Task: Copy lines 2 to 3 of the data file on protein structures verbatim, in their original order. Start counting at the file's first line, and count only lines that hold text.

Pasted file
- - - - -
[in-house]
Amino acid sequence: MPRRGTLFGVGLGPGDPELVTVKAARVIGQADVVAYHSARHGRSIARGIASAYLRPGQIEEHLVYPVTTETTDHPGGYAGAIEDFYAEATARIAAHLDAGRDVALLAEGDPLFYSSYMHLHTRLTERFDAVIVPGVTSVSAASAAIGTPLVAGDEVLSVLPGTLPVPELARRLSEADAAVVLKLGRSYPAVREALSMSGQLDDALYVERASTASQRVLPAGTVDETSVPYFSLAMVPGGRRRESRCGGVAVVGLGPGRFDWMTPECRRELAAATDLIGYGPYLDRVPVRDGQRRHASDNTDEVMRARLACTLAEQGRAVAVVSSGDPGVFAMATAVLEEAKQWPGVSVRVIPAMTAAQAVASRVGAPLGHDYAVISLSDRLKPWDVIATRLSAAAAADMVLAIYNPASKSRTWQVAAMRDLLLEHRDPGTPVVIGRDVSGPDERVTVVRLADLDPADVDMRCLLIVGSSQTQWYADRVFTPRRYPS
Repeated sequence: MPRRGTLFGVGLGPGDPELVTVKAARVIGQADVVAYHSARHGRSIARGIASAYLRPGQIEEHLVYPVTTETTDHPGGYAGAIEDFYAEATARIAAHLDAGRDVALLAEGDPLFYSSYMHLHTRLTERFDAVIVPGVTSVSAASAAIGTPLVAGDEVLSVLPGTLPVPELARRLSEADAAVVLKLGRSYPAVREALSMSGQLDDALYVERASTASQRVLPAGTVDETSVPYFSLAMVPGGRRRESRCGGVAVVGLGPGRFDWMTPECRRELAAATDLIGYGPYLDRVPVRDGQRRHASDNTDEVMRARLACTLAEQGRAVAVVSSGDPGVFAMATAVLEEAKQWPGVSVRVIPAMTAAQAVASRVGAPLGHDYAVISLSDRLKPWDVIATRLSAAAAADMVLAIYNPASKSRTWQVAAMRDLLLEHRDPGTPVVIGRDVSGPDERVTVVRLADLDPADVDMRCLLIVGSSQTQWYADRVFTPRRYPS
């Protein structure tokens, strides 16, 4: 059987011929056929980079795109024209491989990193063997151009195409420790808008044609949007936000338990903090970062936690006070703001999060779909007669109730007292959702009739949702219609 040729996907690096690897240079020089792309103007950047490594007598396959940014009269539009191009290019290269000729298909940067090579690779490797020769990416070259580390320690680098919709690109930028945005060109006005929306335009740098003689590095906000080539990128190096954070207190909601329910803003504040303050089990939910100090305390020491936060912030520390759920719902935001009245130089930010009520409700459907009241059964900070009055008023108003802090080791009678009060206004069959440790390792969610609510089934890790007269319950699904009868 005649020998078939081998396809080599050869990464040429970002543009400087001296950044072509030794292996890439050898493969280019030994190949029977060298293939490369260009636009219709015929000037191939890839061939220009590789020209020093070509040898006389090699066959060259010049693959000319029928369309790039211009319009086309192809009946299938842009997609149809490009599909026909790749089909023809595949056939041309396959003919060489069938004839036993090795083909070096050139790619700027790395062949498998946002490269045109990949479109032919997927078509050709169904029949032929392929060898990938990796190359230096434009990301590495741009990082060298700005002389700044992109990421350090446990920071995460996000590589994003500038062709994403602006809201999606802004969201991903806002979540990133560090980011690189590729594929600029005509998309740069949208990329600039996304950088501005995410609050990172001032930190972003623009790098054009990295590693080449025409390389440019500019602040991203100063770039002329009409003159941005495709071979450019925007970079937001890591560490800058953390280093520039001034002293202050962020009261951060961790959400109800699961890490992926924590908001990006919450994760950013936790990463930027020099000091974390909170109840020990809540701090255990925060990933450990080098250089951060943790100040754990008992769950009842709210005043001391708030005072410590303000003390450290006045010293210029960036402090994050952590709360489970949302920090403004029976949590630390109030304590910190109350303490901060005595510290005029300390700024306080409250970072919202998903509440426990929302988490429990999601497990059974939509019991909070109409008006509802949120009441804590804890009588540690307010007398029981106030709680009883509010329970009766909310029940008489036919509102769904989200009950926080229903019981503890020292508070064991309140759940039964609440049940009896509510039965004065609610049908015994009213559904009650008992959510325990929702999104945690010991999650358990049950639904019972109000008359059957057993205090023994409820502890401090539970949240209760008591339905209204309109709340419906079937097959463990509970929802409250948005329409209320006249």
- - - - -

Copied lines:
Amino acid sequence: MPRRGTLFGVGLGPGDPELVTVKAARVIGQADVVAYHSARHGRSIARGIASAYLRPGQIEEHLVYPVTTETTDHPGGYAGAIEDFYAEATARIAAHLDAGRDVALLAEGDPLFYSSYMHLHTRLTERFDAVIVPGVTSVSAASAAIGTPLVAGDEVLSVLPGTLPVPELARRLSEADAAVVLKLGRSYPAVREALSMSGQLDDALYVERASTASQRVLPAGTVDETSVPYFSLAMVPGGRRRESRCGGVAVVGLGPGRFDWMTPECRRELAAATDLIGYGPYLDRVPVRDGQRRHASDNTDEVMRARLACTLAEQGRAVAVVSSGDPGVFAMATAVLEEAKQWPGVSVRVIPAMTAAQAVASRVGAPLGHDYAVISLSDRLKPWDVIATRLSAAAAADMVLAIYNPASKSRTWQVAAMRDLLLEHRDPGTPVVIGRDVSGPDERVTVVRLADLDPADVDMRCLLIVGSSQTQWYADRVFTPRRYPS
Repeated sequence: MPRRGTLFGVGLGPGDPELVTVKAARVIGQADVVAYHSARHGRSIARGIASAYLRPGQIEEHLVYPVTTETTDHPGGYAGAIEDFYAEATARIAAHLDAGRDVALLAEGDPLFYSSYMHLHTRLTERFDAVIVPGVTSVSAASAAIGTPLVAGDEVLSVLPGTLPVPELARRLSEADAAVVLKLGRSYPAVREALSMSGQLDDALYVERASTASQRVLPAGTVDETSVPYFSLAMVPGGRRRESRCGGVAVVGLGPGRFDWMTPECRRELAAATDLIGYGPYLDRVPVRDGQRRHASDNTDEVMRARLACTLAEQGRAVAVVSSGDPGVFAMATAVLEEAKQWPGVSVRVIPAMTAAQAVASRVGAPLGHDYAVISLSDRLKPWDVIATRLSAAAAADMVLAIYNPASKSRTWQVAAMRDLLLEHRDPGTPVVIGRDVSGPDERVTVVRLADLDPADVDMRCLLIVGSSQTQWYADRVFTPRRYPS